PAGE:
Many women discover that they can’t see an OBGYN until they’re 10-12 weeks along. However, this is an arbitrary designation. You can actually start your prenatal care earlier. In fact, we would encourage you to be seen by an OBGYN or Board Certified Nurse-Midwife as early as possible in your pregnancy.
At Baby+Co., we believe in seeing you as soon as you know you’re pregnant. Today, we’ll talk about some of the common reasons for the delay in prenatal care with OBGYNs in the United States have, as well as what you can do at your appointment with a midwife as early as four weeks, or whenever you have a positive pregnancy test.
Why won’t my doctor see me before 10-12 weeks?
- Overbooked: Scheduling Availability
A lot of this boils down to scheduling. OBGYNs are often hospital-based specialists who schedule folks far in advance. Call for your annual exam, and you’ll get an appointment in 6-8 weeks. That’s how far out they’re scheduling. This can also be the case with prenatal care.
- Efficiency: Do All The Tests
The best time to do the first ultrasound for establishing a due date is around the 10 week mark. (This is when a midwife would do this test, as well.) However, the test for dating is only one of the things you do in early pregnancy. There are many other important conversations to have, such as reviewing medical history, current medications, and nutrition.
The first few weeks of pregnancy are the most rapid time of development for the embryo. There isn’t a huge window of opportunity, but adding vitamins or adjusting certain medications you may be taking are important to look at as soon as is possible.
- Outdated Medical Beliefs: Early Miscarriage
This belief is increasingly uncommon; however, you will still find some OBGYNs who tell you to not bother coming in until 10-12 weeks in the case of an early miscarriage. This ignores the reality that women are in need of early prenatal care. It is also valuable for women to have an established relationship with a prenatal provider who they can talk with for emotional and medical support in the case of miscarriage.
Why You Should Seek Early Prenatal Care
Two to three months is a long time to sit around Googling your questions, especially if it’s your first pregnancy. That’s why the midwives at Baby+Co. encourage you to seek early prenatal care as soon as possible.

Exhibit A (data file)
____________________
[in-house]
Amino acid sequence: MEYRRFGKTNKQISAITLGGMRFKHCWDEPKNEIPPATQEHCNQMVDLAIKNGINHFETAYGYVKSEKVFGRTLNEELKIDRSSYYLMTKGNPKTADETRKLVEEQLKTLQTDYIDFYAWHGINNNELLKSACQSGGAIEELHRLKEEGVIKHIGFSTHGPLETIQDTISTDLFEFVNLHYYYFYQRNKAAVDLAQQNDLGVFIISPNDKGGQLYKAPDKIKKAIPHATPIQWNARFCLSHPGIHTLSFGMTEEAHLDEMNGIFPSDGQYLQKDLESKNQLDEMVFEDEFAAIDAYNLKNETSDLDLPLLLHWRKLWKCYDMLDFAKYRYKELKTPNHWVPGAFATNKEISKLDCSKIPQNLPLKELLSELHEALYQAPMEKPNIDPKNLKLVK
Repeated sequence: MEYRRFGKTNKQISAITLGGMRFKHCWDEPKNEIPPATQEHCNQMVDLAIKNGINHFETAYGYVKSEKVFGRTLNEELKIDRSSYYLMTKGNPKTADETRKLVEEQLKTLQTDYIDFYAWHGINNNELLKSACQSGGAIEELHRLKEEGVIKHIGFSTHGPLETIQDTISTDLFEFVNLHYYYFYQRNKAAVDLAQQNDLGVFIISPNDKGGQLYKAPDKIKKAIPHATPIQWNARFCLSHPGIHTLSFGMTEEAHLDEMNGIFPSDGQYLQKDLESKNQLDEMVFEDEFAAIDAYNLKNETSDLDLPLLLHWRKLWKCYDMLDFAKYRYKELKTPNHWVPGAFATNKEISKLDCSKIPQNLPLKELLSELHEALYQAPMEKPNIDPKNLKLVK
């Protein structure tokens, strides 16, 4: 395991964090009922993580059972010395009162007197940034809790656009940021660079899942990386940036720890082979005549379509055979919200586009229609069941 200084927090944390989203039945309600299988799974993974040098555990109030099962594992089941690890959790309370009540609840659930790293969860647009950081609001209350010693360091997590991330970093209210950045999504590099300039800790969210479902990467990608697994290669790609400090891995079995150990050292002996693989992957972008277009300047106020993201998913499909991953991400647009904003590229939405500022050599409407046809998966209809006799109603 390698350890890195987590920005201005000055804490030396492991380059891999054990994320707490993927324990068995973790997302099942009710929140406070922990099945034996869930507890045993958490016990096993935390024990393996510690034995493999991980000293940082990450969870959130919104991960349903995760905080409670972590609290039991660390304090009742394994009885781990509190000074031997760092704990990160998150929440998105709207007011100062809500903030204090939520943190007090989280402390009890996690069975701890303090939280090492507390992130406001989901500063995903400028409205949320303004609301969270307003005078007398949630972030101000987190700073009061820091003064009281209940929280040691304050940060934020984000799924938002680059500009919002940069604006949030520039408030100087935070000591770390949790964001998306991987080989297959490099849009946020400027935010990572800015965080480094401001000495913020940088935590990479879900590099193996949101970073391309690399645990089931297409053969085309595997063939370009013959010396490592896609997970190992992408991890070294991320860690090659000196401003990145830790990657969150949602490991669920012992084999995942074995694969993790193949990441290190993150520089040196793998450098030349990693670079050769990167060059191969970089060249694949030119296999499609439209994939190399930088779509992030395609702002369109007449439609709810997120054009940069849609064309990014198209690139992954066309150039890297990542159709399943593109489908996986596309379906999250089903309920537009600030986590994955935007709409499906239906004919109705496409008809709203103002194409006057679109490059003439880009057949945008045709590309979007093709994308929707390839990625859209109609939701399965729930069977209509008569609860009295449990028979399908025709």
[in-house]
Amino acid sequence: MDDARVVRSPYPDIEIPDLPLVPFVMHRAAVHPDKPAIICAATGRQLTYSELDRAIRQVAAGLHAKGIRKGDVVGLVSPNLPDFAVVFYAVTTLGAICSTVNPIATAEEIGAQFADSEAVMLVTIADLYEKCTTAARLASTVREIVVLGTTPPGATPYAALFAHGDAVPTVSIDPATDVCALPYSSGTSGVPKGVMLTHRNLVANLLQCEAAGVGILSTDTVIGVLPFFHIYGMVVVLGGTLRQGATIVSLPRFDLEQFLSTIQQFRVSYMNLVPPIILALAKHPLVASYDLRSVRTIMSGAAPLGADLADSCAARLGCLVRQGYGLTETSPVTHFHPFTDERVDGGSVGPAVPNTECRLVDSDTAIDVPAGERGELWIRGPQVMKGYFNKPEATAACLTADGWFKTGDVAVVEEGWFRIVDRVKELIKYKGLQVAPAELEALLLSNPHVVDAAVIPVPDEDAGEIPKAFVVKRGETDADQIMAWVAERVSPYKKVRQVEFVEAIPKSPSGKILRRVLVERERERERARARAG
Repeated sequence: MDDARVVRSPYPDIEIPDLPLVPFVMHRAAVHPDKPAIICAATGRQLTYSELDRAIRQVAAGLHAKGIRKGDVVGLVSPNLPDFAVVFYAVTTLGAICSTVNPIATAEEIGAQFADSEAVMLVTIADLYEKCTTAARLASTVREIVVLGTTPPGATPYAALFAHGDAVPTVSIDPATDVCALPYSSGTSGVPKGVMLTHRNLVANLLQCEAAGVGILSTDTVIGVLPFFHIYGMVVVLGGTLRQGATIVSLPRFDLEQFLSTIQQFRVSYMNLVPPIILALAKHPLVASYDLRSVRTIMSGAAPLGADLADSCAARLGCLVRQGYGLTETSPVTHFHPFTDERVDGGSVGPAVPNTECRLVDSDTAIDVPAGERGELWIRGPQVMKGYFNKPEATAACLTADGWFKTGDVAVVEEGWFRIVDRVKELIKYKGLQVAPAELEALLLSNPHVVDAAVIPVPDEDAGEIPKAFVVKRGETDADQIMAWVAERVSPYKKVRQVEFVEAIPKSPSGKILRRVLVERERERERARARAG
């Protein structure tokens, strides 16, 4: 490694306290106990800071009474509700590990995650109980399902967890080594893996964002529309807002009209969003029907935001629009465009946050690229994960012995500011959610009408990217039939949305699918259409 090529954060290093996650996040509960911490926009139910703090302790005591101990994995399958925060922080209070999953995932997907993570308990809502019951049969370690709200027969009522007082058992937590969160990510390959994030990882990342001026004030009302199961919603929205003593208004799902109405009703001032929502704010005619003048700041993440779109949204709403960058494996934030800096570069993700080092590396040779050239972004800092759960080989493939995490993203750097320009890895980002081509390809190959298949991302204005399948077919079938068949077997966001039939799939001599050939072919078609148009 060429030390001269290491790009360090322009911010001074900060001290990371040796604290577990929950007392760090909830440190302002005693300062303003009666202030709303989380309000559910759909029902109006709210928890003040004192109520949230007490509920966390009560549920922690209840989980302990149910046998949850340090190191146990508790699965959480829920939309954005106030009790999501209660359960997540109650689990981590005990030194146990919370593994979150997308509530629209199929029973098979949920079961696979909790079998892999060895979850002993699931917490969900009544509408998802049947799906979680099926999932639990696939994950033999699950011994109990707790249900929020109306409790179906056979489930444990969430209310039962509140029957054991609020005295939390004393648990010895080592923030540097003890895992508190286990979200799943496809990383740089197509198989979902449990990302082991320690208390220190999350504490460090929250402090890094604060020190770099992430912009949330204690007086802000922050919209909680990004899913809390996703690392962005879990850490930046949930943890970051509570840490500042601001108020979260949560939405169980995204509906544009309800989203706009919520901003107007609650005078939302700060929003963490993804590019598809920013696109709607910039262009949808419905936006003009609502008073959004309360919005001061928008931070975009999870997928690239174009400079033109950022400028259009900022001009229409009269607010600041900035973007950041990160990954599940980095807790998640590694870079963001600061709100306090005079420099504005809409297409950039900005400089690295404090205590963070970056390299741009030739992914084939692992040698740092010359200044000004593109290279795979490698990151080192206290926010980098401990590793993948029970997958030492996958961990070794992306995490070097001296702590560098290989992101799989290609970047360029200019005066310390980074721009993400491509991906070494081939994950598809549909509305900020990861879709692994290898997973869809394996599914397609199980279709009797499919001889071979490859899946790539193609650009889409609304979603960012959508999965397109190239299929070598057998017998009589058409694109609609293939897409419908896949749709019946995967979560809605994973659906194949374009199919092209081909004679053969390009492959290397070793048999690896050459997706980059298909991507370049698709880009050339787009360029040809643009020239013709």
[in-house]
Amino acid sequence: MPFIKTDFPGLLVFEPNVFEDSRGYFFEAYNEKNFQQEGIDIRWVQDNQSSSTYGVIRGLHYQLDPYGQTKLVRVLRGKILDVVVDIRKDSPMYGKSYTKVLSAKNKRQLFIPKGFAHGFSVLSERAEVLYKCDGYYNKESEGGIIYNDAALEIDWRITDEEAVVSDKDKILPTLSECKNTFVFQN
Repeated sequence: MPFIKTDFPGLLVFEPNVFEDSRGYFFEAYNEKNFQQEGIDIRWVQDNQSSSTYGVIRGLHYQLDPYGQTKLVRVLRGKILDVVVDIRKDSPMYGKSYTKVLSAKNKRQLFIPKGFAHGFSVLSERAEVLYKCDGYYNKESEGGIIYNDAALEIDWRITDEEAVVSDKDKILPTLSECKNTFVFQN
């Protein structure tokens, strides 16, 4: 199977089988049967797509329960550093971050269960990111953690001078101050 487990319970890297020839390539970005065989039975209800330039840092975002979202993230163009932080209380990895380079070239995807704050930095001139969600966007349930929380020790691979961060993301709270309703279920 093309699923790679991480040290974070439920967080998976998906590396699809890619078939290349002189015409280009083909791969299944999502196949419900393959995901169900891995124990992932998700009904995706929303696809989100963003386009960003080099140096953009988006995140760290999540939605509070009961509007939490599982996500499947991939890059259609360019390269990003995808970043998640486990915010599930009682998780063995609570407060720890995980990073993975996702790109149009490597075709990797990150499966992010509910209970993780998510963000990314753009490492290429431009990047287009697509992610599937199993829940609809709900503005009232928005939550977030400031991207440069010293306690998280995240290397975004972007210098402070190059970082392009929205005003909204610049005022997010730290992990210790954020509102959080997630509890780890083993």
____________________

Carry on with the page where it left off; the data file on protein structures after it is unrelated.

What happens during your first visit with a Board Certified Nurse-Midwife?
- Full review of medical history
- Discussion about diet and nutrition
- Review of medications to see if there are any safety issues and adjustments that need to be made
A full physical exam and blood tests are also done in early pregnancy, but these can wait until after 10 weeks. This means that a visit before then is mostly a talking visit.
The earlier you’re in care, the easier it will be to establish an accurate due date. It’s easier to remember things like the date of last period and the date of the first positive pregnancy test when they are more recent.
During an early prenatal visit, we also talk about options for different kinds of genetic testing and prenatal screenings that will be coming soon. These decisions don’t need to be made right away, but they still come early. Establishing a relationship with a care provider offers you mental and emotional support. It is also helpful to have multiple conversations with your care provider about this topic so that you aren’t put in a position where you have to decide on the spot, immediately.
For people who are interested in exploring a different model of care, or their options when it comes to using an OBGYN or a midwife, this is also a great time to shop around and ask questions without necessarily committing fully. You have the chance to gain more support and ask questions early on in a very exciting time, and be assured that when it comes to care for you and your baby, you have options.
P.S. You don’t even have to come in to Baby+Co. (or be a client!) to visit with a midwife – you can have your first visit with a midwife from the comfort of your own home. Ask Baby+Co. is our virtual visit service available to women in Tennessee and North Carolina. Click here to learn more and schedule an appointment.